The Biased Editing of 'Big Little Lies'

Big Little Lies Finale Look Galore

Watch a video essay about how brilliant editing can transform our viewing experience.

“Editing is unique to film,” Stanley Kubrick told Rolling Stone in 1987. “You can see something from different points of view almost simultaneously, and it creates a new experience.” Big Little Lies director Jean-Marc Vallée certainly agrees. Throughout the series, Vallée uses editing as a passageway into characters’ points of view, subjectively portraying objective realities. In his detailed and insightful video essay “Editing & Empathy in Big Little Lies,” Mzak explores how Vallée uses creative, subtle editing devices to share characters’ points of view.

It makes perfect sense that Vallée’s editing focuses so heavily on subjectivity. After all, Big Little Lies centers around gossip and peeping. In drawing us into characters’ perspectives, the editing also visually expounds these core themes.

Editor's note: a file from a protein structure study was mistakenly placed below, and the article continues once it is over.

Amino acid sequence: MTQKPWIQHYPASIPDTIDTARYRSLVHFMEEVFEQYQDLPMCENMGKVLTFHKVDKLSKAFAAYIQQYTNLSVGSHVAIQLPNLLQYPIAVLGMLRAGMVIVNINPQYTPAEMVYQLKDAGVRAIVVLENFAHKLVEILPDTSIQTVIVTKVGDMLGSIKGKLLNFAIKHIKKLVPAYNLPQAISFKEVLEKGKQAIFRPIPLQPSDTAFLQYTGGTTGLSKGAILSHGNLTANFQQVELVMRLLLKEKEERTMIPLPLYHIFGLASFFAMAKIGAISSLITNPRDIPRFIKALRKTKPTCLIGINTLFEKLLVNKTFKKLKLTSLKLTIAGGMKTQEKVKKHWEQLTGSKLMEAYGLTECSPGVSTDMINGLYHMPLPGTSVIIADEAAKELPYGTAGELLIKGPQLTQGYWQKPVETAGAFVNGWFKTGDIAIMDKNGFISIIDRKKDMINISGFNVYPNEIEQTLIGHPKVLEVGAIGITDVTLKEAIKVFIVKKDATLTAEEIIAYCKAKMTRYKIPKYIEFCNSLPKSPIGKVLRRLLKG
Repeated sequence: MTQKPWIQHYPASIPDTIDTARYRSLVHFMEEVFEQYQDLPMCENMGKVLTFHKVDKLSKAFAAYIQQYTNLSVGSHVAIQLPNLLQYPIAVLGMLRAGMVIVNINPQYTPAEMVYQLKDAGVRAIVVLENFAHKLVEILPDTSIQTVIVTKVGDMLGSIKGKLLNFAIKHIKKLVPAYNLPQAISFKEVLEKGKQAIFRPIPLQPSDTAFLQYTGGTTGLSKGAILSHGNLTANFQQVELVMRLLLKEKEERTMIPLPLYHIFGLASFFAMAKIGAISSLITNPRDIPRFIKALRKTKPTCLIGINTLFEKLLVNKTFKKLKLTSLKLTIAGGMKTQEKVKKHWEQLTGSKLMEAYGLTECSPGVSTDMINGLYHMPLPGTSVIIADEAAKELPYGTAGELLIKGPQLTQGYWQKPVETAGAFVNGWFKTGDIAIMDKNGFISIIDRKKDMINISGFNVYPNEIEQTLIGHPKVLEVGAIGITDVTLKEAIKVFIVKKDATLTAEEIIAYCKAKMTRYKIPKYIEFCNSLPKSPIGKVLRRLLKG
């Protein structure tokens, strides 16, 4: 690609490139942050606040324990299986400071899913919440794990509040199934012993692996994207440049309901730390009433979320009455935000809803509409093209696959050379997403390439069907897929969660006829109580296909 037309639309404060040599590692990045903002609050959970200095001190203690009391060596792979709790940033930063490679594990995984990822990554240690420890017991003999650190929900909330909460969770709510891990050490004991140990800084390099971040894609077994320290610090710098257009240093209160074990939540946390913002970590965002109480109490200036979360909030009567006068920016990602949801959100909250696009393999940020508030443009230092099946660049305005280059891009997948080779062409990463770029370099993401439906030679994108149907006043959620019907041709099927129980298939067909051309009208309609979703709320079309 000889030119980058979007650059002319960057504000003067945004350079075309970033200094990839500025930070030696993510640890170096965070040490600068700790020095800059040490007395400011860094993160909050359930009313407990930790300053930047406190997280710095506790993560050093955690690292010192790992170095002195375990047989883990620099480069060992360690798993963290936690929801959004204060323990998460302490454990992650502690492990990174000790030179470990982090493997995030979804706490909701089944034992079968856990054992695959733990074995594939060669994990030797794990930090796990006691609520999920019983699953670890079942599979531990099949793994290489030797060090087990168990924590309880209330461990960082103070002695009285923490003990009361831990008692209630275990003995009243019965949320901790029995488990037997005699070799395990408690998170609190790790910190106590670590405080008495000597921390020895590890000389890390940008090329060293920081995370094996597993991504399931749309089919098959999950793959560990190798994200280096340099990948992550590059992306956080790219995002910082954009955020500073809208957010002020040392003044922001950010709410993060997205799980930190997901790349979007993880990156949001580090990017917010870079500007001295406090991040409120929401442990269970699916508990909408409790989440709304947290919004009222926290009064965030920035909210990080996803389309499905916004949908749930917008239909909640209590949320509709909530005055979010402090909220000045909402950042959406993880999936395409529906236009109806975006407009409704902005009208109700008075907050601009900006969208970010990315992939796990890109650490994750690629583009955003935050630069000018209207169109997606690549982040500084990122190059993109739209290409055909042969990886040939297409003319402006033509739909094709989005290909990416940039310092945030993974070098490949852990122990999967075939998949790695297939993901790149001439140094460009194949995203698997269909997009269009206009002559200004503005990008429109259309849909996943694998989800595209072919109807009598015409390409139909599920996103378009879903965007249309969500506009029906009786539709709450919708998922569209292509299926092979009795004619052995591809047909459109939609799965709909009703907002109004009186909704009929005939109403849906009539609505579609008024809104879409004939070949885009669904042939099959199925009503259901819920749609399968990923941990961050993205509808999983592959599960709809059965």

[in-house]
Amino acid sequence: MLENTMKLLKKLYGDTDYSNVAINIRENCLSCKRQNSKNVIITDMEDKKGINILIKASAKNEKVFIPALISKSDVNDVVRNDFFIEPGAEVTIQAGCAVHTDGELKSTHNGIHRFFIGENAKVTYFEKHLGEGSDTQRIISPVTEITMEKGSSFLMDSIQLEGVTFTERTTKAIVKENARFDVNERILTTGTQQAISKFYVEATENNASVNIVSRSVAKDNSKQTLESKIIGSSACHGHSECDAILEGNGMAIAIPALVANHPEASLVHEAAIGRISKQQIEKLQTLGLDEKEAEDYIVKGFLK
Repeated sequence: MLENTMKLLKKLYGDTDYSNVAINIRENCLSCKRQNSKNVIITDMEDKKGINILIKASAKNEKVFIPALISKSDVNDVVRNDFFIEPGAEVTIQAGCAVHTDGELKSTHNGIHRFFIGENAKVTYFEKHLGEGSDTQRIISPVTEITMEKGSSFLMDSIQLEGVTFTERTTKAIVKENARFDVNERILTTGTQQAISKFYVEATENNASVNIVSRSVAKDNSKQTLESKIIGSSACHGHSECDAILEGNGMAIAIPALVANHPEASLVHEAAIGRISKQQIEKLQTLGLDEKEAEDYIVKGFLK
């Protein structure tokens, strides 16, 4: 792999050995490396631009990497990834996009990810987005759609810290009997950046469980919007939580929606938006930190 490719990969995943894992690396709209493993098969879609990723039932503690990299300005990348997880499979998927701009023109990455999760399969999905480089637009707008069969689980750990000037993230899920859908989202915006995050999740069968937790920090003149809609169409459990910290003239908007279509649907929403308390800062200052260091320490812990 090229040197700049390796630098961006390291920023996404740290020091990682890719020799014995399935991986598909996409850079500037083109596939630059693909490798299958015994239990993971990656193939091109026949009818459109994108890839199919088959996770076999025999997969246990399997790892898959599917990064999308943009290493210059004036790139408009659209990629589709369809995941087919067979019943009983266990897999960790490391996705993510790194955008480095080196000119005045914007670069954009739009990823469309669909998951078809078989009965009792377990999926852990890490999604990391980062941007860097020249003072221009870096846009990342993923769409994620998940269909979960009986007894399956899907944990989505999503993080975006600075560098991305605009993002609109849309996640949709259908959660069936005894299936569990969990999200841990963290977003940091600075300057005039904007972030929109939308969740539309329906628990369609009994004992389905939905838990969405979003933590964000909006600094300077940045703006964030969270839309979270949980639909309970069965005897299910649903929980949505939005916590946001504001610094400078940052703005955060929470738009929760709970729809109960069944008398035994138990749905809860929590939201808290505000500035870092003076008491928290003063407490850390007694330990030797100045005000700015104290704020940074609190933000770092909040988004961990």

Mzak unpacks some of the show’s most effective editing choices. A conspicuous lack of establishing shots, for example, removes any sense of objectivity in the series. Instead of being introduced to new locations or new scenes by an omniscient, objective wide shot, we’re constantly thrown into characters’ points of view; we see what they see how they see it.

Other techniques, like “thought cuts” that reveal character’s flashing thoughts and eyeline matches that allow characters to guide our perception, dig deeper into Big Little Lies’ exploration of subjectivity while creating a sense of unease. In adapting the series from the page to the screen, Vallée takes full advantage of the tools at his disposal — editing is, as Kubrick said, “unique to film” — to envelope us in the world of Big Little Lies.

Check out the revelatory video essay below to learn how Vallée brilliantly brings subjectivity to editing. Plus, you can get your BLL fix while you wait for season 2.

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Writer, college student, television connoisseur.